During the same general time frame, I was taking a class in Adult Education where I became interested in professional education.  I came across a job listing at UNC’s School of Government that entailed working in continuing education with public defenders.  I sent it to my professor to give to her other students, assuming I wouldn’t be qualified.  All my student experience was with undergraduates and I had no legal background.  Later the same night, I decided to throw my resume in the hat on a whim.  It’s a good thing I did.  I’m a Tar Heel now.

There are days my colleagues look at me strangely when I use “I language” and try to bring up identity theory in staff meetings.  Sometimes that makes me think back to the class discussions on cultural and institutional fit.  Then I remember the bigger picture.  I chose this position because I wanted to broaden my understanding of what it means to work in higher education.  I’ve co-authored a business plan in order to figure out how to generate more revenue in difficult budgetary times, worked with grant writing and administration, served as the continuing education liaison to a professional licensing board, and have planned events completely different than those I executed within my previous positions.  This is not what I envisioned for myself this time last year, but if I hadn’t opened myself up to possibilities, I would have missed out on what has been a great learning experience.

If you remember nothing else, remember this: be flexible, be forgiving of yourself, and bring ivory resume paper.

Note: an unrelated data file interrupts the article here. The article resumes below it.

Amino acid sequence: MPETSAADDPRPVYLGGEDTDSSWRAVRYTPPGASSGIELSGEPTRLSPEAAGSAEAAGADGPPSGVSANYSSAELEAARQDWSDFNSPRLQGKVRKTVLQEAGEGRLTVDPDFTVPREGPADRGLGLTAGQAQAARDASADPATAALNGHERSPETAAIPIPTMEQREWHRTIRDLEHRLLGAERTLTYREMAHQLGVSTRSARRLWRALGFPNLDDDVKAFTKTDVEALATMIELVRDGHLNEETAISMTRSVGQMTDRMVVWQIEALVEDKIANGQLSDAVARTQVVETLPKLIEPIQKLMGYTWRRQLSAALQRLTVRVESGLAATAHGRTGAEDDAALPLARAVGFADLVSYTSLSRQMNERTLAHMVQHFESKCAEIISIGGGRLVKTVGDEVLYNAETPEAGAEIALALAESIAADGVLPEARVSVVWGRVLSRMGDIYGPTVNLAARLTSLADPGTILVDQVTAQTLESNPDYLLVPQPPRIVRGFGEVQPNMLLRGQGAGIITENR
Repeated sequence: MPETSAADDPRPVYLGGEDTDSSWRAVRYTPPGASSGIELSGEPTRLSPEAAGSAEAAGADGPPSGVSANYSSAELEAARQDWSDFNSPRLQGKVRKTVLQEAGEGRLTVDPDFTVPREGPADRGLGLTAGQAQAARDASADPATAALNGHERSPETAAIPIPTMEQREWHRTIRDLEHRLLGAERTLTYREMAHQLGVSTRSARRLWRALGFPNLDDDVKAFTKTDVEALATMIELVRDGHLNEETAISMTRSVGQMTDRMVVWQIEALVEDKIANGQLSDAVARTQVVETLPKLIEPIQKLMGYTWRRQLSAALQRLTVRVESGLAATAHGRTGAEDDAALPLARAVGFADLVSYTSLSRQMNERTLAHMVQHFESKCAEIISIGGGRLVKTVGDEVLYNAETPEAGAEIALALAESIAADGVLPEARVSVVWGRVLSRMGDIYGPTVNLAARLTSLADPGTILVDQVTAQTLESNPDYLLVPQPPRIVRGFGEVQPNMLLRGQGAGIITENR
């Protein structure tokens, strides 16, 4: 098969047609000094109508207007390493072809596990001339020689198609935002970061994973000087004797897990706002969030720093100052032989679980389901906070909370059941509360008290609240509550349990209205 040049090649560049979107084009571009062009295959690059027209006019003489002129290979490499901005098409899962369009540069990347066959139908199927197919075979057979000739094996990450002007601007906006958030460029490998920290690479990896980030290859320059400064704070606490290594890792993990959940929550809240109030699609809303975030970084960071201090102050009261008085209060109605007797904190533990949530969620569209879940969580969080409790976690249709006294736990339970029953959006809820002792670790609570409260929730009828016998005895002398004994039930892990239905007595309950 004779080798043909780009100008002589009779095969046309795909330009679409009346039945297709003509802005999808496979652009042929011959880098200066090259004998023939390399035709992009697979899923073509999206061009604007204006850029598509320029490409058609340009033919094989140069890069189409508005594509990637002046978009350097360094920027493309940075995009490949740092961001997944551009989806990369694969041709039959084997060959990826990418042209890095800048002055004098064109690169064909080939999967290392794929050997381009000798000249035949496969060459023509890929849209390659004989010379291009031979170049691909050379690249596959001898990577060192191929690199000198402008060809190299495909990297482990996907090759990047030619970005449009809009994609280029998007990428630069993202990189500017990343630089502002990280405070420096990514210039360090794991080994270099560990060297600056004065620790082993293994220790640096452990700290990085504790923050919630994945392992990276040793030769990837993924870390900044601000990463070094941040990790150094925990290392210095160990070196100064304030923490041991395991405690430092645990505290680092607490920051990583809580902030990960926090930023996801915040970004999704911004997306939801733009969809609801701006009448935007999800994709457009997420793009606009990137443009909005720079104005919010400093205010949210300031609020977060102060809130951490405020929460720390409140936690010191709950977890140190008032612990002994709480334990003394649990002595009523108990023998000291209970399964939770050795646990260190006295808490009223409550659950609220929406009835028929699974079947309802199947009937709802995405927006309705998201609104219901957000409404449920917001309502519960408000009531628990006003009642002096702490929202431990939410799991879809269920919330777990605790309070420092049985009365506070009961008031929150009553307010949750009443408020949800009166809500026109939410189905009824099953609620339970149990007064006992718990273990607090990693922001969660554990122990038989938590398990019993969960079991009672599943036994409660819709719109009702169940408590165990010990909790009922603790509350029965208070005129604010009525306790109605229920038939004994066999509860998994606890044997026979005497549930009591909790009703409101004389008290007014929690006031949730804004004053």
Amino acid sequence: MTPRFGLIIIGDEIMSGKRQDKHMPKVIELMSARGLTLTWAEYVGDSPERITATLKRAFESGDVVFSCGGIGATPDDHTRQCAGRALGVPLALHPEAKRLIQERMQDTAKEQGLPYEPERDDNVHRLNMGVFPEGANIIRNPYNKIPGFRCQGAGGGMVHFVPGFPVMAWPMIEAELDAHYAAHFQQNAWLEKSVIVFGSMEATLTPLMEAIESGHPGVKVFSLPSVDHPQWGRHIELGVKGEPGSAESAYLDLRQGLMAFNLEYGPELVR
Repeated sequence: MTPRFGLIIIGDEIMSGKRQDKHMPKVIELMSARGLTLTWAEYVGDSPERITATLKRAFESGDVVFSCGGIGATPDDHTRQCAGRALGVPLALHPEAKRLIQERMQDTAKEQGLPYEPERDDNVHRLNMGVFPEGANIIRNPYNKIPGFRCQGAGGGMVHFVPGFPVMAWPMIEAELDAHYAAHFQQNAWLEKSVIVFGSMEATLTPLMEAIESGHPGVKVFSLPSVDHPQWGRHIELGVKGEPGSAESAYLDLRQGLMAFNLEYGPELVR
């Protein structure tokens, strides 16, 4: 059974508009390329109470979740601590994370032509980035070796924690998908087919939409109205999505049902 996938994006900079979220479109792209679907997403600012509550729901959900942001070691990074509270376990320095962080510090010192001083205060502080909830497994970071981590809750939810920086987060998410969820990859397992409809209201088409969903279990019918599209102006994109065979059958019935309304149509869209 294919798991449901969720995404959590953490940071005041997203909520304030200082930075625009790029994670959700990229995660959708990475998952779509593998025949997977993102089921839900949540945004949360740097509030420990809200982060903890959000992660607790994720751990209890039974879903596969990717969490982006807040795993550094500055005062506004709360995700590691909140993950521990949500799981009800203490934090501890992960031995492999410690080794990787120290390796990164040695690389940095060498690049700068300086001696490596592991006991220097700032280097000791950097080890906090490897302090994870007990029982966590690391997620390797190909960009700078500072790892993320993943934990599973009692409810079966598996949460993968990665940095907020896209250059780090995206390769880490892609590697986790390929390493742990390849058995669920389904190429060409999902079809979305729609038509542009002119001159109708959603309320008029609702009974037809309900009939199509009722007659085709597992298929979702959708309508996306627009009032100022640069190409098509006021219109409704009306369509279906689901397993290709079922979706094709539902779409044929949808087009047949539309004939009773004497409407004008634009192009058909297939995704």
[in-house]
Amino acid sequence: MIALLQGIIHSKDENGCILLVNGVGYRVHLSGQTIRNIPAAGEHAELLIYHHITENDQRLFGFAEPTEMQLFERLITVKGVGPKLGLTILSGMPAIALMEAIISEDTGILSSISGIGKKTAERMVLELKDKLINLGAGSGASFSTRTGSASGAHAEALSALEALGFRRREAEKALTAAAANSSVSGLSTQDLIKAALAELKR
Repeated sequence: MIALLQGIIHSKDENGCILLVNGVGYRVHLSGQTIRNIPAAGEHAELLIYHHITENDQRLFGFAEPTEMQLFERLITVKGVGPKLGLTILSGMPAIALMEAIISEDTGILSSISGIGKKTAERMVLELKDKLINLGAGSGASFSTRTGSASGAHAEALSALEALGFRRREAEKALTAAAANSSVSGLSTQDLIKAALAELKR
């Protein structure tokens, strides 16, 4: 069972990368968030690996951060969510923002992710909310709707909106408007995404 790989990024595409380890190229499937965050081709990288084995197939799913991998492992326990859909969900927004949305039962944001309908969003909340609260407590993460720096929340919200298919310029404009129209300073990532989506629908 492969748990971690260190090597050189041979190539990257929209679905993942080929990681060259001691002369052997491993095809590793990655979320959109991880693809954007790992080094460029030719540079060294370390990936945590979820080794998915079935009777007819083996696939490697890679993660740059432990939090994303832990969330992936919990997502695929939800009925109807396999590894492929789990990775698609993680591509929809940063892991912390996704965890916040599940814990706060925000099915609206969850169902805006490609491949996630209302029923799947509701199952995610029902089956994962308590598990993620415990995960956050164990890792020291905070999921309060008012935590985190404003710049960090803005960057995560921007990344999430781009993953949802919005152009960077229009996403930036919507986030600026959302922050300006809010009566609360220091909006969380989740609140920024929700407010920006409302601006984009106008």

Connecting Classroom Learning with Professional Practice, By Tara Hudson

One of the many things our program does well is helping students connect classroom learning, including theories and scholarly research, with their professional practice as student affairs educators and institutional leaders. As a graduate of our master’s program and a current student in our doctoral program, I can attest to how much value our faculty place on connecting theory to practice as well as on using our practical expertise to inform our scholarship. My assistantship experience this year has really illustrated these connections for me.  I’ve been working with a university-wide committee working to secure reclassification for NC State as a Carnegie community engaged institution.

To share a little background: NC State was initially classified in 2006 as part of the first group of institutions across the U.S. to receive this prestigious designation. By “community engagement,” Carnegie means “the collaboration between institutions of higher education and their larger communities (local, regional/state, national, global) for the mutually beneficial exchange of knowledge and resources in a context of partnership and reciprocity.” NC State literally wrote the book on institutional community engagement: our own Dr. Audrey Jaeger, along with Dr. Courtney Thornton, a graduate of our doctoral program, and several other faculty and administrators at NC State, published the defining scholarship on the topic after the initial wave of institutions were classified in 2006.